When Horace Walpole published his ‘gothic story’ The Castle of Otranto, he launched a literary movement which has sired monsters, unleashed lightning and put damsels in distress for 250 years. A horde of sub-genres has followed, from southern gothic to gothic SF, but are some novels more gothic than others? We return to the genre’s roots in the 18th century for this definitive guide…

More (and larger) helpful pictograms at “How to tell if you’re reading a gothic novel.”

* Kelly Osbourne

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As we struggle with spinal shivers, we might recall that it was on this date in 1910, in an attempt to “conquer time,” that Quentin Compson committed suicide.  While Compson was “only” a character created by William Faulkner (Quentin featured in the novels The Sound and the Fury and Absalom, Absalom! and in the short stories “That Evening Sun” and “A Justice”), his death is commemorated by a plaque affixed to the Anderson Memorial Bridge, over the Charles River, near Harvard, where Quentin was enrolled when he took his life.

“QUENTIN COMPSON Drowned in the odour of honeysuckle. 1891-1910”

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“The lunatics have taken over the asylum”*…

What if front pages were selected by newspapers’ readers instead of their editors?  At NewsWhip, we’re always interested in the news stories people are choosing to share – and how those stories differ from the normal news stories editors put on the front pages of big newspapers. So we ran a little experiment.

On Wednesday morning, we gathered the front pages of leading newspapers in several countries. Then we used Spike to check the most shared stories from each one.

A little work at our end, and we used those most shared stories to make new “people powered” front pages for each newspaper – giving the most shared story the most prominence, the second most shared the second most prominence, etc.

We replaced headlines and pictures, though did not get into replacing story text and bylines. The results are pretty neat – maybe even thought provoking.

For each paper we have the original front page on the left, and the “people powered” one on the right. Scroll through and take a look at the contrast.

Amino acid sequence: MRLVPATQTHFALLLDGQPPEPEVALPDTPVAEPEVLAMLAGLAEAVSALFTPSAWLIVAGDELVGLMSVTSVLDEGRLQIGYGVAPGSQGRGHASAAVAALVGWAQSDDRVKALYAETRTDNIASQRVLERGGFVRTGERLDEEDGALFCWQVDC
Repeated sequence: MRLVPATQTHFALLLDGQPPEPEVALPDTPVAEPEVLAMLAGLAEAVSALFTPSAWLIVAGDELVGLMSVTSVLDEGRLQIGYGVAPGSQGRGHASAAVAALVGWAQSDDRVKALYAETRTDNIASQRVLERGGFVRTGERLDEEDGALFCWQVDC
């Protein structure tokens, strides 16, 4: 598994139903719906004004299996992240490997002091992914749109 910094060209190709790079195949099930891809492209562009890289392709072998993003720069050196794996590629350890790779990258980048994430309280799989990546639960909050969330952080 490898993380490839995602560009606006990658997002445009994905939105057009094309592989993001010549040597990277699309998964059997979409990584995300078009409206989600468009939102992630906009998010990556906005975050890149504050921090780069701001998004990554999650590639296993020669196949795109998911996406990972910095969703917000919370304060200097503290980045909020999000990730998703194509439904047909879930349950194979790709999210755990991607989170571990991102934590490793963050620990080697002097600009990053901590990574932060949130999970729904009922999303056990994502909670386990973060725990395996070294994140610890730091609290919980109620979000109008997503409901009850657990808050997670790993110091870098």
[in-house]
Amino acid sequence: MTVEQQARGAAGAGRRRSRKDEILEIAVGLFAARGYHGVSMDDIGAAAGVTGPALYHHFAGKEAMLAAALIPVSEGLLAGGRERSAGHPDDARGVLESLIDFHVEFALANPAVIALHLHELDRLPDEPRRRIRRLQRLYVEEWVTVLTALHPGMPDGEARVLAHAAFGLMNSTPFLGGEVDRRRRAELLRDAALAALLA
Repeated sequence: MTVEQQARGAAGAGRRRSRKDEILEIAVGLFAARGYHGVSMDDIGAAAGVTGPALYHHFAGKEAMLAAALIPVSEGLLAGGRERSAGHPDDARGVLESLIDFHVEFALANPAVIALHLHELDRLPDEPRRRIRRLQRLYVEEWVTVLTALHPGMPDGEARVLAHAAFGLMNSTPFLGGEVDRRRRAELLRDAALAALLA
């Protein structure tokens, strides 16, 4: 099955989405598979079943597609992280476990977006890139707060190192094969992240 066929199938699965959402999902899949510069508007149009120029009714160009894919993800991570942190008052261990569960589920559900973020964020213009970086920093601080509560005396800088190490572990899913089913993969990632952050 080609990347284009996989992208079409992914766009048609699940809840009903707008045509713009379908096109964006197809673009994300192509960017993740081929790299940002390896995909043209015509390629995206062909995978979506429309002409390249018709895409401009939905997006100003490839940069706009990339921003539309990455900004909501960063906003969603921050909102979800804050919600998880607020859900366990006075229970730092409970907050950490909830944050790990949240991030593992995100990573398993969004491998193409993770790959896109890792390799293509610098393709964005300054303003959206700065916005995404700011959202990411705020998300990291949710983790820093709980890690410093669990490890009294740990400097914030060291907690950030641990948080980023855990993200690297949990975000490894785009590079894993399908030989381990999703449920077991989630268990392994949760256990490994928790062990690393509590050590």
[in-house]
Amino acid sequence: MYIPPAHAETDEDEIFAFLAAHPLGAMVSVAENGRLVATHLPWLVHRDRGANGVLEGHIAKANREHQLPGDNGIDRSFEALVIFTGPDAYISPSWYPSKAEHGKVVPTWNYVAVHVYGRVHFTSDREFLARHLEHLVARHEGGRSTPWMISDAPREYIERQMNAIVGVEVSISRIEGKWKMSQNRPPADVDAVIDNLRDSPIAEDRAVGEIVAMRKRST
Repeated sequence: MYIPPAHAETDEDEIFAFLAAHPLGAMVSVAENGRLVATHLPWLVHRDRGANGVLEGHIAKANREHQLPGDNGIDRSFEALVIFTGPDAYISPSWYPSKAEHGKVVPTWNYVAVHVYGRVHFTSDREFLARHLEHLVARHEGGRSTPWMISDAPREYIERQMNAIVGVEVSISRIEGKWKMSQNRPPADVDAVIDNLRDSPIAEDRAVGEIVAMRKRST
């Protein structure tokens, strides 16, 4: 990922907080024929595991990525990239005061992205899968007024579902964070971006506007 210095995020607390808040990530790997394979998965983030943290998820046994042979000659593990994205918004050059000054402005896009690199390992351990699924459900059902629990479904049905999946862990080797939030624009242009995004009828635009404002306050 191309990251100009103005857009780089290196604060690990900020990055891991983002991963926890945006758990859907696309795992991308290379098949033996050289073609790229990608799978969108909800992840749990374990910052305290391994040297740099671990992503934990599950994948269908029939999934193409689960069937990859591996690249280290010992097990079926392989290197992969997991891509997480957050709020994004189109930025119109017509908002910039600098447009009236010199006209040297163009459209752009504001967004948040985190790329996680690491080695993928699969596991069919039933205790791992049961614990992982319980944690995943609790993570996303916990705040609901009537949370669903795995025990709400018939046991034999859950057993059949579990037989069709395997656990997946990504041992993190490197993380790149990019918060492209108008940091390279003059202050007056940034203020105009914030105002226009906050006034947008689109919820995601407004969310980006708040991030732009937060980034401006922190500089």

See a larger version of the comparison above, plus similar side-by-sides of The Wall Street Journal, The Washington Post, The Guardian, The New York Post, and many more at “Here’s what happens when the readers choose the front page story.”

* Richard Rowland, the head of Metro Pictures, on learning that Charlie Chaplin, Mary Pickford, Douglas Fairbanks, and D.W. Griffiths had formed United Artists (1919)

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As we practice preference, we might spare a thought for Robert Ludlum; he dies on this date in 2001.  Ludlum used the lessons he learned asa theatrical actor and producer to write 27 novels, all thrillers, that have sold, estimates suggest, between 300-500 million copies in 33 languages around the world.  Seven of his works have been made into movies or mini-series (e.g., The Osterman Weekend and the Bourne Trilogy). Indeed, his franchise was so strong at his death that his estate has been able to continue the flow of novels, contracting other thriller writers to compose under the Robert LudlumTM  banner.

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Written by LW

March 12, 2014 at 1:01 am

“The last thing one discovers in composing a work is what to put first”*…

 

A bringing together of beloved belles lettres, this chart diagrams 25 famous opening lines from revered works of fiction according to the dictates of the classic Reed-Kellogg system. From Cervantes to Faulkner to Pynchon, each sentence has been painstakingly curated and diagrammed by PCL’s research team, parsing classical prose by parts of speech and offering a partitioned, color-coded picto-grammatical representation of some of the most famous first words in literary history. Whether you’re a book buff, an English teacher, or a hard-line grammarian, this diagrammatical dissertation has something for the aesthete in all of us…

Explore “A Diagrammatical Dissertation on Opening Lines of Notable Novels” at Pop Chart Lab.

* Blaise Pascal

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As we analyze our way to an appreciation of the classics, we might recall that it was on this date in 1952 that Ernest Hemingway completed his short novel The Old Man and the Sea. He believed it to be the best writing he had ever done. The critics agreed: the book won the Pulitzer Prize in 1953, and became one of his bestselling works.

 

Written by LW

March 4, 2014 at 1:01 am

“The right word may be effective, but no word was ever as effective as a rightly timed pause”*…

 

via @ShortList

The Monks of Cool, whose tiny and exclusive monastery is hidden in a really cool and laid-back valley in the lower Ramtops, have a passing-out test for a novice. He is taken into a room full of all types of clothing and asked: Yo, my son, which of these is the most stylish thing to wear? And the correct answer is: Hey, whatever I select. 

― Terry Pratchett, Lords and Ladies

Rather be dead than cool

– Kurt Cobain/Nirvana, “Stay Away”

* Mark Twain

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As we bask in the boss, we might send tubular birthday greetings to John Anthony Burgess Wilson; he was born on this date in 1917.  A composer, translator, and author better known by his pen name, “Anthony Burgess,” he put his linguistic facility to use in his most famous novel, A Clockwork Orange, creating a “Nadsat” slang for Alex and his gang that included a word that surely belongs on the list above– “horrorshow.”

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Written by LW

February 25, 2014 at 1:01 am